What do Americans believe about immigration?

Kellyanne Conway has released the results of a new poll on immigration. The poll takes a deeper look at the issue than any survey I recall seeing. It finds that (1) immigration has become a massive issue, (2) neither political party has an edge on immigration, but (3) the issue represents a major opportunity for Republicans if they adopt a stance that favors American workers over immigrants.

A majority of Americans in Conway’s survey named immigration as one of the three most important issues in their voting decision this fall. And, while they disapprove of President Obama’s handling of the issue by an almost 2-1 ratio, Republicans are not viewed favorably either.

What immigration policies do Americans favor? For one thing, according to the survey, by a margin of 70-21, likely voters favor encouraging illegal immigrants to return to their home country over offering them legal status in this country. Among voters who consider immigration the most important issue, the margin is 80-13. Among voters who consider it a “top 3” issue the margin is 75-17.

How might we “encourage” illegal immigrants to return to their home country? Two-thirds of likely voters in the survey favor denying illegal immigrants jobs and welfare benefits.

The House recently passed a three-point immigration plan the prongs of which are (1) providing extra funding for immigration enforcement, (2) making it easier to repatriate young illegal immigrants, and (3) restricting the president’s ability to legalize immigrants through executive power. Conway’s survey found that Americans favor this proposal by a margin of 58-32.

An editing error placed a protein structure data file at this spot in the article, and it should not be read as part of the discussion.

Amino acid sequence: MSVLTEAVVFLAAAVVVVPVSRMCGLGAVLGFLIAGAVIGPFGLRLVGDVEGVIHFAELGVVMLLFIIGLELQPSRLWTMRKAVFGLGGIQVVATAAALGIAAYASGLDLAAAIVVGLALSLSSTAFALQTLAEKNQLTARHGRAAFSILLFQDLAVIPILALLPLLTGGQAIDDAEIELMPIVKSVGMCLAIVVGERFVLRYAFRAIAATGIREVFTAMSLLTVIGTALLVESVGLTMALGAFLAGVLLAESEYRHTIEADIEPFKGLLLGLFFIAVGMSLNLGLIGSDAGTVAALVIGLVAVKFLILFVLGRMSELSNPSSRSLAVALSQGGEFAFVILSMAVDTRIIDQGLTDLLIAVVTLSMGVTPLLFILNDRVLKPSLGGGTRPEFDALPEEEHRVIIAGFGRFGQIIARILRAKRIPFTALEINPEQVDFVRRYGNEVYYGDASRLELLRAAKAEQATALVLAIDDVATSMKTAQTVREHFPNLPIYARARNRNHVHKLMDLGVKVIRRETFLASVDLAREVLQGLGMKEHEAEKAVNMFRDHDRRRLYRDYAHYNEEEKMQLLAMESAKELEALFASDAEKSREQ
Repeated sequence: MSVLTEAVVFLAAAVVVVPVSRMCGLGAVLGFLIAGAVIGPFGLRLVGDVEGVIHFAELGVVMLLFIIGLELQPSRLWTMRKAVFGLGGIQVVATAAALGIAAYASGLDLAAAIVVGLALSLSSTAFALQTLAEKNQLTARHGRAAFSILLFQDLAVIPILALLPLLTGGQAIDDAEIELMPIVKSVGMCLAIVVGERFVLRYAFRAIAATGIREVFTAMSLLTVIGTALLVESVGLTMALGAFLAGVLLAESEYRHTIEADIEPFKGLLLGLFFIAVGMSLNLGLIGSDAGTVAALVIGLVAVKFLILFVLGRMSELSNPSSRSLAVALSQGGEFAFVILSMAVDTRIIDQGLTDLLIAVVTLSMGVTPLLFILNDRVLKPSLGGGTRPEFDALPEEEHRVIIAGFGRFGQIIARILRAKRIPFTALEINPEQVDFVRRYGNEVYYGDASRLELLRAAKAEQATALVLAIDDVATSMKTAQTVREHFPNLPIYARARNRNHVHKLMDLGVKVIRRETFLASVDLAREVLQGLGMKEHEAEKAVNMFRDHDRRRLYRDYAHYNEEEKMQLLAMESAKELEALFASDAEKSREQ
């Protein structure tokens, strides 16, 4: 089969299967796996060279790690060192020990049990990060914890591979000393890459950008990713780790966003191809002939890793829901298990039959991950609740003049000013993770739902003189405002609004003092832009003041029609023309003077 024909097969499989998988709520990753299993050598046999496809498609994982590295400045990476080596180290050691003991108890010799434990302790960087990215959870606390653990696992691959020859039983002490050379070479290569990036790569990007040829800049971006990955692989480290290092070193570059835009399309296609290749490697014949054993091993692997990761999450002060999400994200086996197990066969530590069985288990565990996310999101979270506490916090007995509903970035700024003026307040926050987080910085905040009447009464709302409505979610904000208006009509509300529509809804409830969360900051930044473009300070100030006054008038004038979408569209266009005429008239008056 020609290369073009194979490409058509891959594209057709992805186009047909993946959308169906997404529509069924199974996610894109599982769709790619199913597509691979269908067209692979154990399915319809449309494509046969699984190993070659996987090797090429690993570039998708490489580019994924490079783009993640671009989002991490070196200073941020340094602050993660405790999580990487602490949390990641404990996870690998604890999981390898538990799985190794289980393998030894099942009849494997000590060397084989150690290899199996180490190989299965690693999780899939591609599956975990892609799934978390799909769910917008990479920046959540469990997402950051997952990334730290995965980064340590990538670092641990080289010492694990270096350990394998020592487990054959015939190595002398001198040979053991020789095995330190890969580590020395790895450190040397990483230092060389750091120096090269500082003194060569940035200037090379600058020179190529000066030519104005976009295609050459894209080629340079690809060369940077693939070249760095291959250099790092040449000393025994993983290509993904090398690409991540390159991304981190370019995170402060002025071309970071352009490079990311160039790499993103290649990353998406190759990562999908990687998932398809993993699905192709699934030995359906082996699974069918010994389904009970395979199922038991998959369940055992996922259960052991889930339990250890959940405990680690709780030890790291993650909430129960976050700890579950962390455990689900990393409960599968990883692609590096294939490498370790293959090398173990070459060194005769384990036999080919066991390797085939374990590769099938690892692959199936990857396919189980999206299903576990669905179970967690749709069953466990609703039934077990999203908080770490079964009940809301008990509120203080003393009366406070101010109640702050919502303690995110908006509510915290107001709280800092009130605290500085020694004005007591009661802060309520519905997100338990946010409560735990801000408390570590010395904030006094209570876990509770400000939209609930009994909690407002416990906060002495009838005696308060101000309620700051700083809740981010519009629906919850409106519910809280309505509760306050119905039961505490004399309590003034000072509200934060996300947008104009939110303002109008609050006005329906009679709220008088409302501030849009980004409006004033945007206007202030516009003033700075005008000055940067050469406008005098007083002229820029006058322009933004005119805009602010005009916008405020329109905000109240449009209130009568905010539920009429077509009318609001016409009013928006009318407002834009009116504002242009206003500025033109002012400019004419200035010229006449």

Obama may be on the verge of unilaterally granting amnesty to most illegal immigrants. Americans oppose this move. By a 74-21 margin, they favor Obama working with Congress over him changing immigration policy on his own. Even a majority of Democrats agree with this.

What is driving sentiment in favor of a tougher, rather than a more lenient, approach to illegal immigration. Fairness is, of course, one consideration.

However, Conway’s findings suggest that the desire to protect the American worker is paramount. 74 percent agreed with the following proposition: “The government has a responsibility to adopt immigration policies that protect. . .unemployed or low-wage American workers from competition with illegal immigrants for job.” 85 percent of “blue collar workers” agreed with this. Even a majority of those identifying themselves as liberals concurred.

The same sentiment is evident in the response to this question: “If U.S. businesses have trouble finding workers, what should happen? They should raise wages and improve working conditions to attract Americans OR more immigrant workers should be allowed into the country to fill these jobs.”

Three-quarters of respondents (and 86 percent of Blacks) said that businesses should raise wages and improve working conditions. Only 8 percent favored allowing more immigrant workers into the country to fill the jobs.

From a political standpoint, then, Republicans should be treating immigration as a jobs issue and as a means of appealing to workers. Instead of pandering to business’s desire for cheap labor and to Hispanics who are unlikely to support Republicans in any realistic scenario, they should focus on the interests of the American worker, as the American worker perceives them.

No public office holder has done this more effectively than Sen. Jeff Sessions. And, if I may be permitted to indulge in a bit of blog promotion, no commentator has done it more effectively than John Hinderaker.

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